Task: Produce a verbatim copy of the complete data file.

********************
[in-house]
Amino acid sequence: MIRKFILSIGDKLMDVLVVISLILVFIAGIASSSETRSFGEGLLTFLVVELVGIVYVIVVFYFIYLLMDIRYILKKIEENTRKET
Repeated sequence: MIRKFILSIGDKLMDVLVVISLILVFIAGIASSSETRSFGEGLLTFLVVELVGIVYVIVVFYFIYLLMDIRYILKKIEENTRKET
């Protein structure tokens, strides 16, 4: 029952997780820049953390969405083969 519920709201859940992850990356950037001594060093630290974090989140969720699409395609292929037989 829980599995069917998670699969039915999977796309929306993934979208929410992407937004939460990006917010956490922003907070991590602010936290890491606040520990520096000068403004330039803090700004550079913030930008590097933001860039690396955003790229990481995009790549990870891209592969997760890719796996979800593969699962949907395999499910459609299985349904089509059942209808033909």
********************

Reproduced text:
[in-house]
Amino acid sequence: MIRKFILSIGDKLMDVLVVISLILVFIAGIASSSETRSFGEGLLTFLVVELVGIVYVIVVFYFIYLLMDIRYILKKIEENTRKET
Repeated sequence: MIRKFILSIGDKLMDVLVVISLILVFIAGIASSSETRSFGEGLLTFLVVELVGIVYVIVVFYFIYLLMDIRYILKKIEENTRKET
């Protein structure tokens, strides 16, 4: 029952997780820049953390969405083969 519920709201859940992850990356950037001594060093630290974090989140969720699409395609292929037989 829980599995069917998670699969039915999977796309929306993934979208929410992407937004939460990006917010956490922003907070991590602010936290890491606040520990520096000068403004330039803090700004550079913030930008590097933001860039690396955003790229990481995009790549990870891209592969997760890719796996979800593969699962949907395999499910459609299985349904089509059942209808033909």